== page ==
- 8 – 12-inch metal skewers
- 2 tablespoons vegetable oil, plus extra for cooking grate
- 1 tablespoon unbleached all-purpose flour
- 1 teaspoon cornstarch
- 1 teaspoon sugar
- Kosher salt and ground black pepper
- To get the grill really hot, cover with aluminum foil for fifteen minutes, then lightly coat grill with paper towel dipped in cooking oil. Pat your scallops dry. Double skewer the scallops and cover with paper towels.
- While grill is heating, whisk oil, flour, cornstarch, and sugar together in small bowl. Remove towels from scallops. Brush both sides of skewered scallops with oil mixture and season with salt and pepper.
- Place skewered scallops directly over hot grate. Cook scallops with lid down over high heat without moving scallops until lightly browned, 2½ to 3½ minutes.
- Carefully flip skewers and continue to cook until second side is browned, sides of scallops are firm, and centers are opaque, 2 to3 minutes longer. Serve immediately with lemon wedges.
- Scallops scream for a dry, crisp, clean, unoaked white wine with nice acidity, lightly chilled. Try a California Sauvignon Blanc, Sancerre, Torrontes, or Albarino.
- Pinot Grigio would be acceptable.
- You can always cook the scallops in a heavy skillet over very high heat (too hot for Teflon pans), and cast iron is excellent for this. Shorten the cooking time to about 1.5 minutes on the first side and about 1 minute on the second side, all depending on the cooking heat, and the size and starting temperature of the scallops.)
- I find scallops perfect as-is that I tend not to use anything but salt and pepper to season, and no sauces or butter. However, if you insist on something more, place the grilled scallops on bed of mesclan or salad greens, and drizzle with a light Mango Vinaigrette or our Vietnamese-style Chile Lime Vinaigrette.
- Or try the Thai Lime Dipping Sauce recipe on the Scallops Galore post.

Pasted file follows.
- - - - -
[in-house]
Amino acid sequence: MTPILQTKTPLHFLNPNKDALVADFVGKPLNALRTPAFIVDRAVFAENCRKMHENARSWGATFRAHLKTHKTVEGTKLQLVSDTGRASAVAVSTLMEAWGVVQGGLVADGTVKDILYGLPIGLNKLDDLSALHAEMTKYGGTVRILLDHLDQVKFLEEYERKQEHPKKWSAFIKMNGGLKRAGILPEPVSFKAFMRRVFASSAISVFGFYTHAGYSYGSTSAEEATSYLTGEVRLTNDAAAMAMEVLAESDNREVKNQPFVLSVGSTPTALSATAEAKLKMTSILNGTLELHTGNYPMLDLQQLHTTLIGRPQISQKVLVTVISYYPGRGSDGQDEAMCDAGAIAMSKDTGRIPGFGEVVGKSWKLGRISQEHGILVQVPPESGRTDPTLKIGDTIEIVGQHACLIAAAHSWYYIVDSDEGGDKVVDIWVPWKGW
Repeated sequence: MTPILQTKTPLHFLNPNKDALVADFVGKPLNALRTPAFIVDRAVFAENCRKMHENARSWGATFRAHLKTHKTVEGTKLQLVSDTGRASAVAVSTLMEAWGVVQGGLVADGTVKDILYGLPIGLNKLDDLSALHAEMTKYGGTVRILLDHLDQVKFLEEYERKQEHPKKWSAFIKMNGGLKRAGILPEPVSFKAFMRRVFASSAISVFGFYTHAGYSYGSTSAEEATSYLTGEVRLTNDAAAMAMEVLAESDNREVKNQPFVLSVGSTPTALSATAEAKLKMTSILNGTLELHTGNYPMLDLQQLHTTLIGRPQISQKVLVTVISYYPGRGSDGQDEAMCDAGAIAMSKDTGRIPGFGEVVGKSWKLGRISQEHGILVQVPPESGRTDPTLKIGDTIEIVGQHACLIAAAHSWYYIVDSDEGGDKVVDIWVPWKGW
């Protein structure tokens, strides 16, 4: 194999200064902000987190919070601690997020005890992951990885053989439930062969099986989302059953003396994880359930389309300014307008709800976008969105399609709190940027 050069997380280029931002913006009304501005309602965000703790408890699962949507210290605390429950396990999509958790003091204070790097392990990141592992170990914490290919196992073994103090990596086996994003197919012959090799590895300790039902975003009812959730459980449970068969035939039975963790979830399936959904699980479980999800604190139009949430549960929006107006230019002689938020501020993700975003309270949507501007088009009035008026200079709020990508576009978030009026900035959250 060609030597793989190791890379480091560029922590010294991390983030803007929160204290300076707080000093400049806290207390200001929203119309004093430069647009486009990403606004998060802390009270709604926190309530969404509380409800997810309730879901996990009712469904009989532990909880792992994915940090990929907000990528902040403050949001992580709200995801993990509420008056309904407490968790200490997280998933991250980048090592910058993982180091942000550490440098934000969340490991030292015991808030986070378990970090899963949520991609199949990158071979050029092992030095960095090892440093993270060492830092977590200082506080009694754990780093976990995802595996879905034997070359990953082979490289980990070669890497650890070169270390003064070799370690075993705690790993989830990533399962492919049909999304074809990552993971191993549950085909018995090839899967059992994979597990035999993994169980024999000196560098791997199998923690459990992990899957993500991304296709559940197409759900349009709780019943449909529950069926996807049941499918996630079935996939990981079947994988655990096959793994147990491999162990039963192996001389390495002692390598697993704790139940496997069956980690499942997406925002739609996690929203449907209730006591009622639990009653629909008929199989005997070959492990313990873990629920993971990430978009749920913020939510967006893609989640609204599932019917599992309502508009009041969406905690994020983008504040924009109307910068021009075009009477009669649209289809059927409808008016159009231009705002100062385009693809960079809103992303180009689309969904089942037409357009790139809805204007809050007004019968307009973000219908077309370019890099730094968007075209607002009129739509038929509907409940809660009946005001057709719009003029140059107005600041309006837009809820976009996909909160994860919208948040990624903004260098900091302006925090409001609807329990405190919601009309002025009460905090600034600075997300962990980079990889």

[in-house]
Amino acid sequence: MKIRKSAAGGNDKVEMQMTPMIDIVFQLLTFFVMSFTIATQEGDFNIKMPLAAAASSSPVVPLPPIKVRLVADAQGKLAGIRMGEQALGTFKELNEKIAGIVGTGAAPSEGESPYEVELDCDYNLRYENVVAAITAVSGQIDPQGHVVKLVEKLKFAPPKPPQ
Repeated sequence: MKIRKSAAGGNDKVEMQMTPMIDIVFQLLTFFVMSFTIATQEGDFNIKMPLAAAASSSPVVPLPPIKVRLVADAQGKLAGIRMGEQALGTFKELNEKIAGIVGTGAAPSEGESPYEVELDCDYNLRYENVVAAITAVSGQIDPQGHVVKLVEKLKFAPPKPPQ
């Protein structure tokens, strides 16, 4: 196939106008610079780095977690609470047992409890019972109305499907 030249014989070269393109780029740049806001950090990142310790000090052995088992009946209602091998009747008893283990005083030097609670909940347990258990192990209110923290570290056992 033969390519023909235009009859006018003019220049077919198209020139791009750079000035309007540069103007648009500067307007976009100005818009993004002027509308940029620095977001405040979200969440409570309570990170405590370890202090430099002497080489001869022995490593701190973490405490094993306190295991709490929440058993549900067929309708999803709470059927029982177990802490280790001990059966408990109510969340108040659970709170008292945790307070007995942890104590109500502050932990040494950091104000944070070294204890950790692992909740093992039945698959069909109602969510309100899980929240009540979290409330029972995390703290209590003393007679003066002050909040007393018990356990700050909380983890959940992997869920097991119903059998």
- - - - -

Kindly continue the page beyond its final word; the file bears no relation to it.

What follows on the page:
- 1 mango, peeled and roughly chopped
- 1 lime, zested and juiced
- 1 tablespoon chopped cilantro
- 1 teaspoon sugar
- 1/3 cup rice vinegar
- 1 teaspoon honey mustard
- 1 cup canola oil or olive oil
- Salt and pepper to taste
- Place mango, lime juice, zest, sugar, rice vinegar, and honey mustard into a blender. Blend on medium until combined.
- With the blender running slowly, drizzle in the oil to emulsify. Add salt and pepper to taste
- Allow to rest for 20 minutes so flavors combine.
This recipe is good not only with scallops, but also salmon and grilled pork tenderloin.
Asian-style Chile Lime Vinaigrette
If you made Bahn Mi sandwiches or hamburgers, then you should have both Asian Fish Sauce and Sriracha Sauce to make this Vietnamese Style Chile Lime Vinaigrette
- 1 tablespoon light brown sugar
- 1 tablespoon white sugar
- 1 teaspoon water
- 2 tablespoons Sriracha Chile Sauce (with the rooster on the bottle)
- 2 teaspoons fish sauce
- 1 teaspoon grated lime zest
- 1/4 cup lime juice
- 1/2 cup canola oil
- Place sugars and water in a small microwave safe bowl, and microwave on high for 20 seconds, remove and stir.
- Add Sriracha, fish sauce, lime zest, and lime juice, to the sugar mixture and stir.
- VERY slowly drizzle in the oil while whisking constantly to emulsify (Note: You could withhold the lime zest, pour all the ingredients from steps 1 and 2 into a blender. Start the blender and drizzle in the oil while the blender is running to emulsify. Turn off the blender, add lime zest, and give one short pulse.)
Other Menu Ideas
Chuck Roast smoked with Cherry Wood
Asian Marinated Flat Iron Steak or Sirloin Tacos with Chipotle Sour Cream
Chipolte Guacamole (Homemade Avocado Guacamole with canned chipotle peppers)
Chicken Breasts stuffed with Pepperoni Slices
Cucumber and Watermelon Salad
Fresh Cherries with Honeyed Mascarpone and sliced almonds
Strawberry Mascarpone Torte